Hope Lies in Seeing Clearly by Fran Salone-Pelletier

This article was originally published in the Brunswick Beacon, and is reprinted with permission—Ed.

I remember smiling as I hummed an uplifting tune written by Jimmy Cliff called “I Can See Clearly Now.” I smiled then and do so now with the optimism of a “prisoner of hope,” to use Senator Cory Booker’s terminology. I smiled because I so wanted everyone to see clearly. I wanted it then and I want it now. It has been such a long, hard struggle to attain and retain that optimism. It has also been a journey into the deepest core of understanding the content of charity.

Slowly, over the years, the song has become more than a hummed tune. It is now a call and command to receive and accept clearer vision. Thus emboldened, I dare to share it with you. I am also motivated to invite your harmony so that we can sing it together using our different yet melodious voices. Sing it from the heart of our human life experiences, all of them:

Oh, yes I can make it now the rain is gone
All of the bad feelings have disappeared
Here is that rainbow I’ve been praying for
It’s gonna be a bright, bright sunshiny day
Look all around, there’s nothing but blue skies
Look straight ahead, there’s nothing but blue skies
I can see clearly now the rain is gone
I can see all obstacles in my way
Here is that rainbow I’ve been praying for
It’s gonna be a bright, bright sunshiny day.

Let’s take it verse by verse while attempting to “see” it from each other’s perspective. First, though, we have to wait until the rain of pain is gone. The rain of obstinate adherence to “my way, my thoughts, my opinion, my truth” must be set aside lest it drown us in an insidiously stubborn refusal to look beyond. The rain of our solidified viewpoints and their reign over change has to be banished. We need to let it go and let it go away lest we lose sight of all the obstacles we have allowed to block our way to truth and beauty, love and life. We need to see those obstacles clearly, unembellished with excuses and denials.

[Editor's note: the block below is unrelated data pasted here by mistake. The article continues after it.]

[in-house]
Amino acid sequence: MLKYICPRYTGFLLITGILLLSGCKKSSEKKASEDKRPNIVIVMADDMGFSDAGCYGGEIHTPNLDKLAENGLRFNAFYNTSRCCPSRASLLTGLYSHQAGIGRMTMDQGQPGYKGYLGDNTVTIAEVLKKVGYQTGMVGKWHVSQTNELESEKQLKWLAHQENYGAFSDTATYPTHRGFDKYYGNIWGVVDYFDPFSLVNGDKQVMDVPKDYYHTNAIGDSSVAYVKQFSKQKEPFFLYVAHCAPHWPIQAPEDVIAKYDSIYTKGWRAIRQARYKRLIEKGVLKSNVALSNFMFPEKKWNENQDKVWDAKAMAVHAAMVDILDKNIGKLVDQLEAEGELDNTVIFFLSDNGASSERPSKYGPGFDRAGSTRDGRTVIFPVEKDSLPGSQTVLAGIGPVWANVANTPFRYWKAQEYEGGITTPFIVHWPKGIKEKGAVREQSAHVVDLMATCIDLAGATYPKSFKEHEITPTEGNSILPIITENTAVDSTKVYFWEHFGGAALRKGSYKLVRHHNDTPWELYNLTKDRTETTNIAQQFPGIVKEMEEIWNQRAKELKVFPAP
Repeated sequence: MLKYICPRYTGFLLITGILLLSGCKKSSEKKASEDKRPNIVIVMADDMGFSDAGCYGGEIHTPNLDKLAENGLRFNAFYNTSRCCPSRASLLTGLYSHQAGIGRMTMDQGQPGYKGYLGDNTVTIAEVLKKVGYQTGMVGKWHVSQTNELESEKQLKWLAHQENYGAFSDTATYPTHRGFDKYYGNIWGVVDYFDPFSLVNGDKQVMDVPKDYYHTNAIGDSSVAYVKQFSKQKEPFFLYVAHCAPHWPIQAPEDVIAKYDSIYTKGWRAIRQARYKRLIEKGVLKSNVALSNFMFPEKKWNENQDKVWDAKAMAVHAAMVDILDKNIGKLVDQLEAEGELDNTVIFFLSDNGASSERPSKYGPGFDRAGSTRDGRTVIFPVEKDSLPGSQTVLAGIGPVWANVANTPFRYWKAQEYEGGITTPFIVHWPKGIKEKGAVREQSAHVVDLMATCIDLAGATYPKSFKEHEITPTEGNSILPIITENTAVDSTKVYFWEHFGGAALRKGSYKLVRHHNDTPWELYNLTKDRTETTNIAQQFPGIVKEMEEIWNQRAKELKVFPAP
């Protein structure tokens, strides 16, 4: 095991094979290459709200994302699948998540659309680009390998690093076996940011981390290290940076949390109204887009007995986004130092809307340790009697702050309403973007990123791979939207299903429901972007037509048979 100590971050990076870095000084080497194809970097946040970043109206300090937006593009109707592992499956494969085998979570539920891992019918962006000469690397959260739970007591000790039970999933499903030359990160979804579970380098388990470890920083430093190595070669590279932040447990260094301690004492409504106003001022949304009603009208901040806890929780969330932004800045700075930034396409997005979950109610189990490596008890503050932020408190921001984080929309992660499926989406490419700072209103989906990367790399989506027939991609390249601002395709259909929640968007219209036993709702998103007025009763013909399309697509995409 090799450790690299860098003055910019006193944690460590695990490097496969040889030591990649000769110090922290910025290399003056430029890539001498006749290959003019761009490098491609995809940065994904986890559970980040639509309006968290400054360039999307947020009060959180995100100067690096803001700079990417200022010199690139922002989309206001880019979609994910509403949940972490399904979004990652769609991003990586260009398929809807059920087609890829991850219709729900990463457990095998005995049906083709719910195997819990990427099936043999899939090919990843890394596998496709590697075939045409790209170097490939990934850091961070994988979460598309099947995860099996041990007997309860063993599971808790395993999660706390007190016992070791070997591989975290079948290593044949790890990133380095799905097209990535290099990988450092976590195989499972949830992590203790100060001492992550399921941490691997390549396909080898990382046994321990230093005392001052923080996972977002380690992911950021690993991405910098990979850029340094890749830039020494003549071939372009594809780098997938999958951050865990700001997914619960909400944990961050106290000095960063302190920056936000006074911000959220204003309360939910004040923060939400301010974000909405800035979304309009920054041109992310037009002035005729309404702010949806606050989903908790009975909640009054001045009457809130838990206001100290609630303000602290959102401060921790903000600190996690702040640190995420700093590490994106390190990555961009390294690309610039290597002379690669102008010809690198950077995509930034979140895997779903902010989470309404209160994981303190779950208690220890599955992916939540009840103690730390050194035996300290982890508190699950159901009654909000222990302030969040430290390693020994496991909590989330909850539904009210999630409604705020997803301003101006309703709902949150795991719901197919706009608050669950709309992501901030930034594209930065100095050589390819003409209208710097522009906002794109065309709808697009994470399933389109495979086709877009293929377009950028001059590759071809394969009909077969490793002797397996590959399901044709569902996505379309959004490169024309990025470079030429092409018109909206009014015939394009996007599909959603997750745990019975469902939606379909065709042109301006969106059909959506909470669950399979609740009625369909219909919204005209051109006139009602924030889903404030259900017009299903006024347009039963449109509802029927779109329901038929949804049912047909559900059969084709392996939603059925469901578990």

Next to go are the dark clouds of ignorance, bias, prejudice—perhaps even envy and jealousy—that continue to blind us from deeper understanding and acceptance of each other as good people, as aides on our journey, as companions traveling life’s trail. Then we can begin to sing our song with the joy and zest of trust that “It’s gonna be a bright, bright sunshiny day.” More than that, we will know the ache of disunity, the anguish of anger, the crush of powerlessness is now gone. “All of the bad feelings have disappeared. Here is the rainbow I’ve/we’ve been praying for.” It is the rainbow of humanity loving itself. It is the bow in the sky that reminds us of divine presence, the presence we bear in and with each other. We have been praying for it every way we can. We have been hoping against hope that the rainbow we once saw clearly and often will return to brighten our lives again.

With that powerful optimism we grow more confident that “It’s gonna be a bright, bright sunshiny day.” We can look around us to see “there’s nothing but blue skies. Look straight ahead, there’s nothing but blue skies.” Look straight ahead! No backward look will be allowed to diminish the truth we have worked so hard to discern and accept. No jaded jabs at hope. No holding our breath nor waiting for the next shoe to drop. No, only looking all around to “see clearly now the rain is gone.”